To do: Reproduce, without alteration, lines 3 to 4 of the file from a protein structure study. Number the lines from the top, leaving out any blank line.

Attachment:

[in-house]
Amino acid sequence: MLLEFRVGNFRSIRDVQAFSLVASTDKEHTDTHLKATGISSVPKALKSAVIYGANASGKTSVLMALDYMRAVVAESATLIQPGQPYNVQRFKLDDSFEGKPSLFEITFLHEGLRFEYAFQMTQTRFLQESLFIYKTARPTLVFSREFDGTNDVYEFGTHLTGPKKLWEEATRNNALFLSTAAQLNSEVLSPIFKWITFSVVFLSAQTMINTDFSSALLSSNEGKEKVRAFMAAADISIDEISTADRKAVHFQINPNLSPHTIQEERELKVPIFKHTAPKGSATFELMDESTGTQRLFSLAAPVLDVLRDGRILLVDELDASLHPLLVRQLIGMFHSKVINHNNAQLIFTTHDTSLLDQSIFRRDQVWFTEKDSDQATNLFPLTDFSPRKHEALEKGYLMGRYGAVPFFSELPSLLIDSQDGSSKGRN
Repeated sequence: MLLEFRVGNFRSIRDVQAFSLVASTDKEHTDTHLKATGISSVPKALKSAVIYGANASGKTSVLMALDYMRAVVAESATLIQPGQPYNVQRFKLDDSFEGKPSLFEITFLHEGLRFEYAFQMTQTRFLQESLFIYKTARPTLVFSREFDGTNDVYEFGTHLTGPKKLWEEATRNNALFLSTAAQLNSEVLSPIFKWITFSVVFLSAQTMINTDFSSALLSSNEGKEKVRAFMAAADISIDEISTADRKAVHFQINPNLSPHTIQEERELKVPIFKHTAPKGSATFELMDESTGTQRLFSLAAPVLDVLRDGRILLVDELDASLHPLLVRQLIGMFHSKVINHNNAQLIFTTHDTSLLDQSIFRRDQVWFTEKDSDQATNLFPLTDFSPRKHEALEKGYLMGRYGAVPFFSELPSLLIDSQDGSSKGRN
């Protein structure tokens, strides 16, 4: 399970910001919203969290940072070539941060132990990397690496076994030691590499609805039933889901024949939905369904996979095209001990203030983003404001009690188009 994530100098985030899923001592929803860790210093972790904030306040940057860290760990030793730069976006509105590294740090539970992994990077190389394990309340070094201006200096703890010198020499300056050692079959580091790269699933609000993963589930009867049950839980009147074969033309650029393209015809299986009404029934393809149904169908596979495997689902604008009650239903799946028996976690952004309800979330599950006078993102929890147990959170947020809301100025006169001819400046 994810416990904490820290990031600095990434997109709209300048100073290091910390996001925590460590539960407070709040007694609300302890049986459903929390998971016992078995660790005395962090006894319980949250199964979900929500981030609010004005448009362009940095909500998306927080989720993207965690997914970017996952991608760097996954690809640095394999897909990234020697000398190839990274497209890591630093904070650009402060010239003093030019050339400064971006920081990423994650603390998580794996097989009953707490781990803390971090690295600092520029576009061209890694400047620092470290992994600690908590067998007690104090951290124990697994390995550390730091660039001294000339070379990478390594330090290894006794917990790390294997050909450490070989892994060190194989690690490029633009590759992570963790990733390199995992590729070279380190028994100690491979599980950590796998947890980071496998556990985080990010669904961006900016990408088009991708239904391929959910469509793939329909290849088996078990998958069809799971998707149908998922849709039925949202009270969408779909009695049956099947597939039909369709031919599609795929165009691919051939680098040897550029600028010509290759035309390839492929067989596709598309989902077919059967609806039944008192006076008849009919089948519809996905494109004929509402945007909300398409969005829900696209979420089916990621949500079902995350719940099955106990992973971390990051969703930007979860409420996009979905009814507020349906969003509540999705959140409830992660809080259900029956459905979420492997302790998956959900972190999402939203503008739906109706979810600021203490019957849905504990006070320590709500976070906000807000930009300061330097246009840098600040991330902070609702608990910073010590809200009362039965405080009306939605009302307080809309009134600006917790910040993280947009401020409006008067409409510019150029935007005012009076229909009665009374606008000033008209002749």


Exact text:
Repeated sequence: MLLEFRVGNFRSIRDVQAFSLVASTDKEHTDTHLKATGISSVPKALKSAVIYGANASGKTSVLMALDYMRAVVAESATLIQPGQPYNVQRFKLDDSFEGKPSLFEITFLHEGLRFEYAFQMTQTRFLQESLFIYKTARPTLVFSREFDGTNDVYEFGTHLTGPKKLWEEATRNNALFLSTAAQLNSEVLSPIFKWITFSVVFLSAQTMINTDFSSALLSSNEGKEKVRAFMAAADISIDEISTADRKAVHFQINPNLSPHTIQEERELKVPIFKHTAPKGSATFELMDESTGTQRLFSLAAPVLDVLRDGRILLVDELDASLHPLLVRQLIGMFHSKVINHNNAQLIFTTHDTSLLDQSIFRRDQVWFTEKDSDQATNLFPLTDFSPRKHEALEKGYLMGRYGAVPFFSELPSLLIDSQDGSSKGRN
């Protein structure tokens, strides 16, 4: 399970910001919203969290940072070539941060132990990397690496076994030691590499609805039933889901024949939905369904996979095209001990203030983003404001009690188009 994530100098985030899923001592929803860790210093972790904030306040940057860290760990030793730069976006509105590294740090539970992994990077190389394990309340070094201006200096703890010198020499300056050692079959580091790269699933609000993963589930009867049950839980009147074969033309650029393209015809299986009404029934393809149904169908596979495997689902604008009650239903799946028996976690952004309800979330599950006078993102929890147990959170947020809301100025006169001819400046 994810416990904490820290990031600095990434997109709209300048100073290091910390996001925590460590539960407070709040007694609300302890049986459903929390998971016992078995660790005395962090006894319980949250199964979900929500981030609010004005448009362009940095909500998306927080989720993207965690997914970017996952991608760097996954690809640095394999897909990234020697000398190839990274497209890591630093904070650009402060010239003093030019050339400064971006920081990423994650603390998580794996097989009953707490781990803390971090690295600092520029576009061209890694400047620092470290992994600690908590067998007690104090951290124990697994390995550390730091660039001294000339070379990478390594330090290894006794917990790390294997050909450490070989892994060190194989690690490029633009590759992570963790990733390199995992590729070279380190028994100690491979599980950590796998947890980071496998556990985080990010669904961006900016990408088009991708239904391929959910469509793939329909290849088996078990998958069809799971998707149908998922849709039925949202009270969408779909009695049956099947597939039909369709031919599609795929165009691919051939680098040897550029600028010509290759035309390839492929067989596709598309989902077919059967609806039944008192006076008849009919089948519809996905494109004929509402945007909300398409969005829900696209979420089916990621949500079902995350719940099955106990992973971390990051969703930007979860409420996009979905009814507020349906969003509540999705959140409830992660809080259900029956459905979420492997302790998956959900972190999402939203503008739906109706979810600021203490019957849905504990006070320590709500976070906000807000930009300061330097246009840098600040991330902070609702608990910073010590809200009362039965405080009306939605009302307080809309009134600006917790910040993280947009401020409006008067409409510019150029935007005012009076229909009665009374606008000033008209002749």